Symptoms and Signs
Roots infected with Armillaria mellea have white to yellowish fan-shaped mycelial mats between the bark and the wood. Dark brown to black rhizomorphs sometimes can be seen on the root surface. Apple rootstocks have some resistance to Armillaria, but if the level of inoculum is high in the soil and the strain of Armillaria is highly virulent, or the tree is already weakened by some other factor, the fungus can overcome this resistance.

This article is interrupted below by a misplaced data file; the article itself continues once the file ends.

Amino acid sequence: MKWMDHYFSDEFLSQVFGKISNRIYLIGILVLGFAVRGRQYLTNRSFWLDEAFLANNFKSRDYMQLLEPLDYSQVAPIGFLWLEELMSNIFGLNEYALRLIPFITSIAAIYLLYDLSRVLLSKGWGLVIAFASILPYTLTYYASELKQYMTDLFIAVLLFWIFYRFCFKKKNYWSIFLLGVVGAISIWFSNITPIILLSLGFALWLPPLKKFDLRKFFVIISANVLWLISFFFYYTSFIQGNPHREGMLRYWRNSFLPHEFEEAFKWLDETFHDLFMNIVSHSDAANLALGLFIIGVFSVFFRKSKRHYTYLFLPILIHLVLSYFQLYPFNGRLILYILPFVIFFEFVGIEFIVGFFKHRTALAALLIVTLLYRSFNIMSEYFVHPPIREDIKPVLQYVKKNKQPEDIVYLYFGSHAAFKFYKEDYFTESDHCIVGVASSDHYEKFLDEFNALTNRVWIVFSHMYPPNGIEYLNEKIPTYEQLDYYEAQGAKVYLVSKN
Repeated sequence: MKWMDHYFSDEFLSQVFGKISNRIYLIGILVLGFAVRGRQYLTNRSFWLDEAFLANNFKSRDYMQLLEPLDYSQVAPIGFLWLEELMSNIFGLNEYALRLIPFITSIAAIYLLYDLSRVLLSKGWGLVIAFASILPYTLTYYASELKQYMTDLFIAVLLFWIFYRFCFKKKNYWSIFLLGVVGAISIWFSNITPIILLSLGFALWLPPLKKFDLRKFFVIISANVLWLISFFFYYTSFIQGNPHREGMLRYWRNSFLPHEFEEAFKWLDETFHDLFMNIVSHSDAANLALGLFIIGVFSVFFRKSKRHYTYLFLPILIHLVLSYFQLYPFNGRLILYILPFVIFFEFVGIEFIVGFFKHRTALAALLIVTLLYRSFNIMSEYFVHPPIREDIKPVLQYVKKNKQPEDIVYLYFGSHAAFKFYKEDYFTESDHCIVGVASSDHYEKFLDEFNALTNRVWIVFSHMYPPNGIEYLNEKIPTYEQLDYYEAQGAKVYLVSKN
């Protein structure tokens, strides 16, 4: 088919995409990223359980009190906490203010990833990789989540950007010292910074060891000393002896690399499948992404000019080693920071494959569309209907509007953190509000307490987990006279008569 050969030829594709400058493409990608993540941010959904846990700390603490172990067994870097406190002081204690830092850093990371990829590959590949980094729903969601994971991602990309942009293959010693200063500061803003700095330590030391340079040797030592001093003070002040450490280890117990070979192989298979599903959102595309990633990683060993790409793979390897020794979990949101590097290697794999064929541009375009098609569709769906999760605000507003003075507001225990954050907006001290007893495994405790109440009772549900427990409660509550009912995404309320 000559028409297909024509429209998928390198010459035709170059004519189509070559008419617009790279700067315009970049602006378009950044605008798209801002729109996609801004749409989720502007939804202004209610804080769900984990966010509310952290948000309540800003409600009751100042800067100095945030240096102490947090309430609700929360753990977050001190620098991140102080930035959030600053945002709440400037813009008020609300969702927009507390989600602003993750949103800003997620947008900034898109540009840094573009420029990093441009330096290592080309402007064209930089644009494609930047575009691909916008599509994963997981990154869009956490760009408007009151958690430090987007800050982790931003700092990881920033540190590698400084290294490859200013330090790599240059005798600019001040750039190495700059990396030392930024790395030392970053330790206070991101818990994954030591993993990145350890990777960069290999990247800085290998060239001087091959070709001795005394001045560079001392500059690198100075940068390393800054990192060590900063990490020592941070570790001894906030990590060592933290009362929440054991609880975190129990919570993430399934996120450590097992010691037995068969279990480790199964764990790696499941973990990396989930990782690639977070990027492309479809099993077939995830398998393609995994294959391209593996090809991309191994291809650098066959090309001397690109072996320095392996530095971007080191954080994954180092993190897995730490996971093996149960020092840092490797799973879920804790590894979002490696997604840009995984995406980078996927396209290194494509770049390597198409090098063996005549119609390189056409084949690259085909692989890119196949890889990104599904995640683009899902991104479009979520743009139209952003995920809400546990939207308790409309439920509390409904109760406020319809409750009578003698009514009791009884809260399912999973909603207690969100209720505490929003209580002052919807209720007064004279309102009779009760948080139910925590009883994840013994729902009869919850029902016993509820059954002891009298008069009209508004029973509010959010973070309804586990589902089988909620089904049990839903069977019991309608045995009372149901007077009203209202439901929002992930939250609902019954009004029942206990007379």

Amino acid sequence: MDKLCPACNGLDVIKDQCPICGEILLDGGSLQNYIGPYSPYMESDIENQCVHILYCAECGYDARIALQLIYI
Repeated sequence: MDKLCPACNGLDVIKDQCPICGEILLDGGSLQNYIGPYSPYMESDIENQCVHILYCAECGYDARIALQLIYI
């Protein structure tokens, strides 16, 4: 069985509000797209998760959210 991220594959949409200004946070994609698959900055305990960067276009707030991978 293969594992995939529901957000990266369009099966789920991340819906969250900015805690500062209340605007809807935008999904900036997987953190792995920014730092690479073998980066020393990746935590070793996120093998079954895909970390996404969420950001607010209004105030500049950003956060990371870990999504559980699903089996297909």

Comments on the Disease
The fungus survives on dead roots.
There is no truly effective control for Armillaria root rot. Exposing an infected crown and upper root area of a tree infected with Armillaria mellea will stop the development of the fungus into the crown area and allow the tree to regrow. In spring, remove soil from around the base of the tree to a depth of 9 to 12 inches. Leave the trunk exposed for the remainder of the growing season. During the spring, summer, and fall, keep the upper roots and crown area as dry as possible.